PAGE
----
Wikileaks founder Julian Assange is looking more and more like a man without a country -- after releasing thousands of embarrassing diplomatic cables over the weekend, his homeland, Australia, is investigating whether he broke any laws. His would-be adopted country, Sweden, just denied his residency application and charged him with sexual assault.
So where will the No. 1 enemy of U.S. secrecy land? How about Ecuador? Turns out the left-leaning, Hugo Chavez-tilting government in Quito would just love to have the leaker-in-chief.
This morning, Ecuador's deputy foreign minister, Kintto Lucas, told the BBC that Assange was welcome in the Andean nation "without any conditions."
"We are open to giving him residency in Ecuador, without any problem and without any conditions," he told the TV network. "We are going to try and invite him to Ecuador to freely present, not only via the internet, but also through different public forums, the information and documentation that he has."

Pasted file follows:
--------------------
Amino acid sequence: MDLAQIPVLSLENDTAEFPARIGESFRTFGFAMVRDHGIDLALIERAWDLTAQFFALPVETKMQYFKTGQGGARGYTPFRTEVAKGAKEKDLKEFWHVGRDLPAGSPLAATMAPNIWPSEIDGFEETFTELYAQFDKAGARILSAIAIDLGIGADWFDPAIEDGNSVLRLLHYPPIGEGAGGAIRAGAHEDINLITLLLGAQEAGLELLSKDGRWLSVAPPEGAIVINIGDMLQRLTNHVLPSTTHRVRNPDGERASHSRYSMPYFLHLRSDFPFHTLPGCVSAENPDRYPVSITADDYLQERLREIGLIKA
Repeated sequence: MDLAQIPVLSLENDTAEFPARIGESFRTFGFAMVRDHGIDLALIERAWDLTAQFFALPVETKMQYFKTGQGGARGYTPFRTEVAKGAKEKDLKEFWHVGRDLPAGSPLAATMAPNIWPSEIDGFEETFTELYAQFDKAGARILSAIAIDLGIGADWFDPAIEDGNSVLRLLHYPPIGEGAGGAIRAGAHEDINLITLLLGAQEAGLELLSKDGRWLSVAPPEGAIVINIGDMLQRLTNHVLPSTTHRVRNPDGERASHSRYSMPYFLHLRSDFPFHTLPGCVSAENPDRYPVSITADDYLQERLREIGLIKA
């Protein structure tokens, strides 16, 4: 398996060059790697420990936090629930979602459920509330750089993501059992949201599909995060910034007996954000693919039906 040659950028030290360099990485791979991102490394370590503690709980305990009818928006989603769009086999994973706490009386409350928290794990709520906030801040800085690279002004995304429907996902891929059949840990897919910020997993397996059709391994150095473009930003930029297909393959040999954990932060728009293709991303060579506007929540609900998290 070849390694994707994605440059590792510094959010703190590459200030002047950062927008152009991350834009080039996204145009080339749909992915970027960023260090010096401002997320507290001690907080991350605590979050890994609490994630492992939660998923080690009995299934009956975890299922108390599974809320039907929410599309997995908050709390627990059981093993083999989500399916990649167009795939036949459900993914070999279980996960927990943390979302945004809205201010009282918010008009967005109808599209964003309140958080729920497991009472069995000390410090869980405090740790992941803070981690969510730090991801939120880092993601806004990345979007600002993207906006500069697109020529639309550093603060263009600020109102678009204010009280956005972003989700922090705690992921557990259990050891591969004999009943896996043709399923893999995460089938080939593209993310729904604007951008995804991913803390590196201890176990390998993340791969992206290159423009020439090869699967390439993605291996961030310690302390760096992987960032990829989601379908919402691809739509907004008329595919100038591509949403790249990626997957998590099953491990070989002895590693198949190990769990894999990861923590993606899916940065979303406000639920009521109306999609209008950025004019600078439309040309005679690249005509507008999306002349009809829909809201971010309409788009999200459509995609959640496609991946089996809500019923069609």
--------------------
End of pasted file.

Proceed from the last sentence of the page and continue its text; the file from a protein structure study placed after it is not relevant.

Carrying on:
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Ecuador hasn't exactly been tight with the U.S. under president Rafael Correa, who considers himself an ally of Venezuela. But if Correa actually offers Assange a safe-haven, it would be a major kick in the balls to the Obama administration.
After Assange released his newest ream of classified info this weekend -- including memos showing U.S. diplomats spying on friendly nations and plotting with Arab leaders to take down Iran's nuclear program -- Hilary Clinton called for harsh legal action.
One Republican congressman, Peter King from New York, went so far as to demand Wikileaks be considered a "foreign terrorist organization."
No word yet on whether Assange would consider a South American sojourn.